Influence of Solution Composition on the Formation of Surface Nanodroplets by Solvent Exchange
2016-01-27T00:00:00Z (GMT) by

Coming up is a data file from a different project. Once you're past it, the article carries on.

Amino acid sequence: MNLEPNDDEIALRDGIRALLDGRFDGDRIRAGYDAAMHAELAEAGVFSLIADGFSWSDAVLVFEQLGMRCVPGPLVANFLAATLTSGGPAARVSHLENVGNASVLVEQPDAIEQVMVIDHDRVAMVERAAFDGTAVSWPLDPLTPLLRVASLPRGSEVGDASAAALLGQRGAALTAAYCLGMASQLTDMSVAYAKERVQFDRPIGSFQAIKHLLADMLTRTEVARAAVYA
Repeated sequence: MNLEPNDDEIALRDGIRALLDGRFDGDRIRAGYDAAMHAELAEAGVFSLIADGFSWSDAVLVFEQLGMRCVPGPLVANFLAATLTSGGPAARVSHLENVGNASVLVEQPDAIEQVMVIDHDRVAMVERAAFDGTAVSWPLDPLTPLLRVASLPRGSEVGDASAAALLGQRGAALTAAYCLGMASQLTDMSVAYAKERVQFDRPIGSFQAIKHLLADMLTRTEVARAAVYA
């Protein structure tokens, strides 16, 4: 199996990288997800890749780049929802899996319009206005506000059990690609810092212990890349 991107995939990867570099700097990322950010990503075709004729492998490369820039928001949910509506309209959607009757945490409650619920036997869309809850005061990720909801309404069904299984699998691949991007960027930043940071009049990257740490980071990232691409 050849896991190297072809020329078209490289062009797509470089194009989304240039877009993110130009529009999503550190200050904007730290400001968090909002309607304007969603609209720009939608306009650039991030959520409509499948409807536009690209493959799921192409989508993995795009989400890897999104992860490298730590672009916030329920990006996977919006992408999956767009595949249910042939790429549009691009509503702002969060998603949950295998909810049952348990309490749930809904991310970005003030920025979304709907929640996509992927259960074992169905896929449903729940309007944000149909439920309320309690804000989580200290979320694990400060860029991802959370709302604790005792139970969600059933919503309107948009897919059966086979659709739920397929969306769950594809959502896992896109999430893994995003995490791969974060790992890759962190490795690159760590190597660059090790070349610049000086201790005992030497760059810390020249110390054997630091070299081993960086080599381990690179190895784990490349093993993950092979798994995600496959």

Solvent exchange is a simple process of forming surface nanodroplets on an immersed substrate. In this process, the droplets nucleate and grow in response to transient oversaturation when a good solvent of the droplet liquid is displaced by a poor solvent. Here we will show how the final droplet size is influenced by solution composition in the solvent exchange. To do this, we produced water droplets on a hydrophilic substrate and cyclohexane droplets on a hydrophobic substrate by using a tertiary system of cyclohexane, ethanol, and water. The composition of the good solvent was varied systematically in the one-phase region on the phase diagram. We found that the key feature closely related to the droplet size is the area (A) in the phase diagram defined by the phase boundary and the concentration ratio between the good solvent and the droplet liquid. This area reflects the excessive amount of droplet liquid in the tertiary mixture, which can be complicated by bulk droplet formation during solvent exchange. We will also show that the droplet volume per unit surface area also increases with A. The findings from this work will provide guideline for the selection of solution conditions to achieve a desirable droplet size and number density on the surface.